Japan's second-largest automaker may be forced to shrink its manufacturing base in the country, if the current strength in the yen persists, CEO Carlos Ghosn has told CNBC.
The company, which produces 1.2 million cars in Japan has been able to bring production back to normal after March's devastating earthquake and tsunami.
But Ghosn, who was named CNBC's Asia Business Leader of the Year on Thursday night, said it was difficult to justify continuing to make investments in the country, given the strength of the yen.
"Today it's very difficult with the yen, which is around 76-77 to the dollar, which is a 50 percent appreciation compared to the average yen we had for the last 3 years," Ghosn said in an interview with CNBC's Managing Asia program. "If this continues, without any doubt you are going to see many projects moving from Japan to China, Thailand, Mexico, Indonesia and other countries."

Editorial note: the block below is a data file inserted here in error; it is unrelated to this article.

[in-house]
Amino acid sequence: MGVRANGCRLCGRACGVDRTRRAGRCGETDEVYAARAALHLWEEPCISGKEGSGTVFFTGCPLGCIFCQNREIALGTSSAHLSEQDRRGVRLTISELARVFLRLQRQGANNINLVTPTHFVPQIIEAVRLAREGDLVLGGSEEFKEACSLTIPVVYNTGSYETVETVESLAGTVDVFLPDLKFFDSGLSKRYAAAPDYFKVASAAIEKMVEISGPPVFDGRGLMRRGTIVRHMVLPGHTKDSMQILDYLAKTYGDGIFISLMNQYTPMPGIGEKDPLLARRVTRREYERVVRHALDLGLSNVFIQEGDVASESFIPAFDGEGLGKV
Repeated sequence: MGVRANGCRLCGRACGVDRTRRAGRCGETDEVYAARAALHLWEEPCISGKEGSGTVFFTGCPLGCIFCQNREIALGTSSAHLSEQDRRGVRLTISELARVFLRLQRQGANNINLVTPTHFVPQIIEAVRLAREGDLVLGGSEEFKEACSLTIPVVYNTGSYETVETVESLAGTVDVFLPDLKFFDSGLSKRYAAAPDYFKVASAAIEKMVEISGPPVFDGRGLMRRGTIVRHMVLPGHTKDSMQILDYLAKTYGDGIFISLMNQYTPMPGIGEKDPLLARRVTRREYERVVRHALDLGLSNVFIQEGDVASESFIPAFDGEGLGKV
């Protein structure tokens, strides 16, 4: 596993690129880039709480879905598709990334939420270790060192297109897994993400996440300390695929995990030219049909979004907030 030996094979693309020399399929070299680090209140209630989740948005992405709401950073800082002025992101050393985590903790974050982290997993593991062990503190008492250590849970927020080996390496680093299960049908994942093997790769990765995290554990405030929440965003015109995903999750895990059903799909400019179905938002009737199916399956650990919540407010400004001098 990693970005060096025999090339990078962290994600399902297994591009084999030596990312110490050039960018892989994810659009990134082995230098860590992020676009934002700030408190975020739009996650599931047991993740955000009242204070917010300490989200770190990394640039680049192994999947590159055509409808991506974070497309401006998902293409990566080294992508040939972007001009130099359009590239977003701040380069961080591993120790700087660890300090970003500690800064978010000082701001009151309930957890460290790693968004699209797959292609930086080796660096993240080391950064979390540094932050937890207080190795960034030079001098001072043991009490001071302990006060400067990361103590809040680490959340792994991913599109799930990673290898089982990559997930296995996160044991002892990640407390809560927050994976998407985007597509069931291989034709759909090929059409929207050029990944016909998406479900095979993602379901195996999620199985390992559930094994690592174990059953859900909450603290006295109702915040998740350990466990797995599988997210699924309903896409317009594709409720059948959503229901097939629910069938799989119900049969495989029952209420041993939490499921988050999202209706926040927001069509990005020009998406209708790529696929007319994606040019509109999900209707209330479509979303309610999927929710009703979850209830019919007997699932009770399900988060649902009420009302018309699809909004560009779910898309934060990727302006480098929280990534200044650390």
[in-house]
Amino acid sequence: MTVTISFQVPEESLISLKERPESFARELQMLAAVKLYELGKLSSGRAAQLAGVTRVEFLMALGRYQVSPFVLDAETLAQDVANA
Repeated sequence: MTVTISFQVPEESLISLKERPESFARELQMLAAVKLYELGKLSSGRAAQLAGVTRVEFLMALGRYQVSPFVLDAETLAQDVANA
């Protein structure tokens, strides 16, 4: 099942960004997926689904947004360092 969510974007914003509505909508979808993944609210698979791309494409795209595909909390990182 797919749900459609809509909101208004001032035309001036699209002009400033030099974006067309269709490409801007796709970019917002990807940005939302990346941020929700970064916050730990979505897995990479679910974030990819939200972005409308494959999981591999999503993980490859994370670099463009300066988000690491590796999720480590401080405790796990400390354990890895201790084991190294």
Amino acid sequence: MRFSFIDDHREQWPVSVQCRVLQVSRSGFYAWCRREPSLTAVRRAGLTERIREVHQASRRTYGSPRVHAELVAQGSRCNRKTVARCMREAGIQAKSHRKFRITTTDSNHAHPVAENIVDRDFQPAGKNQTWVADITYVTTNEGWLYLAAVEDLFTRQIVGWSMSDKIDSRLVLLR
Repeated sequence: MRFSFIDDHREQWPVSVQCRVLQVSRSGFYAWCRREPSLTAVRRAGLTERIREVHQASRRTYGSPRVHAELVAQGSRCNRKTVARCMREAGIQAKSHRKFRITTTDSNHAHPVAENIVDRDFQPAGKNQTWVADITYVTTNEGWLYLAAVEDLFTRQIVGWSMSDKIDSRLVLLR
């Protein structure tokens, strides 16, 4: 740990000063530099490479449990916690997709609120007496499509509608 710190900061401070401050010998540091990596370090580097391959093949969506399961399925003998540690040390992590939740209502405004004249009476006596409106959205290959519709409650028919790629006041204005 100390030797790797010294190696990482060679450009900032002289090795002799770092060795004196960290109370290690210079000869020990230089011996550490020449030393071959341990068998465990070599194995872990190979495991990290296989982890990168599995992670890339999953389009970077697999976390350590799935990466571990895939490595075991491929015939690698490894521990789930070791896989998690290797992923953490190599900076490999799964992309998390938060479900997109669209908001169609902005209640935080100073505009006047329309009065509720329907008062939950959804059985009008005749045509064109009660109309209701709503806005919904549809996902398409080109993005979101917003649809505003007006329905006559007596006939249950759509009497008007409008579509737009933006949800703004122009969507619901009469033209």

Nissan is planning to increase capacity in the U.S., where its factories have been running at full throttle. Ghosn said a decision on how to expand production in the U.S. would be taken in the next few months.
Europe Crisis Weighs
The CEO of Nissan said the company was planning for a drop in sales of between one and five percent in the European market next year, given the region's debt crisis. Nissan is especially vulnerable because it has a 43 percent stake in Renault, whose core market is France.
"We are going to be reducing our inventory to a minimum and be ready to face a contraction without being surprised by it," Ghosn said.
But Ghosn added that strong sales in the U.S., China, India, Middle East and Latin America will help balance the slowdown in Europe.
Catch the entire interview with Carlos Ghosn on Managing Asia on 25th November at 6:30 pm (SIN/HK).